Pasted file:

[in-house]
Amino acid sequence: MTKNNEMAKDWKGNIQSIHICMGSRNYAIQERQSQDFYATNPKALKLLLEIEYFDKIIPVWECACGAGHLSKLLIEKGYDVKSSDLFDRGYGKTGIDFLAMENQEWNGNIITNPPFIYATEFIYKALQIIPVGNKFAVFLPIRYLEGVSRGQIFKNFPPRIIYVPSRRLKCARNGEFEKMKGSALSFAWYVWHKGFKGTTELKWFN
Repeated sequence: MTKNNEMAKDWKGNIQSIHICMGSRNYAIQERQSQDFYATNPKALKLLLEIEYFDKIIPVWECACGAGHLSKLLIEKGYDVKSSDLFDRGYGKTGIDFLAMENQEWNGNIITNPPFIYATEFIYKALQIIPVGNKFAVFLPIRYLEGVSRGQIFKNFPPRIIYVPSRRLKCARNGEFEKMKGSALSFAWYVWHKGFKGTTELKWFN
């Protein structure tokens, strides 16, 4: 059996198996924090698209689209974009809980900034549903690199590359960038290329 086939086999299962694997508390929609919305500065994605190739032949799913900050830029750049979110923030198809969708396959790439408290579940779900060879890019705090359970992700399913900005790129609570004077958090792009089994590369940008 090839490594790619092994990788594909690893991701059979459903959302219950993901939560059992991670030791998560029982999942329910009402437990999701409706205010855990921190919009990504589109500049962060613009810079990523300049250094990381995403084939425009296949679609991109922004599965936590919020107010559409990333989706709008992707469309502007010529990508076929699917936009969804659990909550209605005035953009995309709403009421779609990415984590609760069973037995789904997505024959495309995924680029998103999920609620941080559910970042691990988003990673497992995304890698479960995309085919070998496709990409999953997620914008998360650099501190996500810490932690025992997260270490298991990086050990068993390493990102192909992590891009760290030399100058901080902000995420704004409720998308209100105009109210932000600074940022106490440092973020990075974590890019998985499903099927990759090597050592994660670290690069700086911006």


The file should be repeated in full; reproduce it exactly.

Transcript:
[in-house]
Amino acid sequence: MTKNNEMAKDWKGNIQSIHICMGSRNYAIQERQSQDFYATNPKALKLLLEIEYFDKIIPVWECACGAGHLSKLLIEKGYDVKSSDLFDRGYGKTGIDFLAMENQEWNGNIITNPPFIYATEFIYKALQIIPVGNKFAVFLPIRYLEGVSRGQIFKNFPPRIIYVPSRRLKCARNGEFEKMKGSALSFAWYVWHKGFKGTTELKWFN
Repeated sequence: MTKNNEMAKDWKGNIQSIHICMGSRNYAIQERQSQDFYATNPKALKLLLEIEYFDKIIPVWECACGAGHLSKLLIEKGYDVKSSDLFDRGYGKTGIDFLAMENQEWNGNIITNPPFIYATEFIYKALQIIPVGNKFAVFLPIRYLEGVSRGQIFKNFPPRIIYVPSRRLKCARNGEFEKMKGSALSFAWYVWHKGFKGTTELKWFN
């Protein structure tokens, strides 16, 4: 059996198996924090698209689209974009809980900034549903690199590359960038290329 086939086999299962694997508390929609919305500065994605190739032949799913900050830029750049979110923030198809969708396959790439408290579940779900060879890019705090359970992700399913900005790129609570004077958090792009089994590369940008 090839490594790619092994990788594909690893991701059979459903959302219950993901939560059992991670030791998560029982999942329910009402437990999701409706205010855990921190919009990504589109500049962060613009810079990523300049250094990381995403084939425009296949679609991109922004599965936590919020107010559409990333989706709008992707469309502007010529990508076929699917936009969804659990909550209605005035953009995309709403009421779609990415984590609760069973037995789904997505024959495309995924680029998103999920609620941080559910970042691990988003990673497992995304890698479960995309085919070998496709990409999953997620914008998360650099501190996500810490932690025992997260270490298991990086050990068993390493990102192909992590891009760290030399100058901080902000995420704004409720998308209100105009109210932000600074940022106490440092973020990075974590890019998985499903099927990759090597050592994660670290690069700086911006």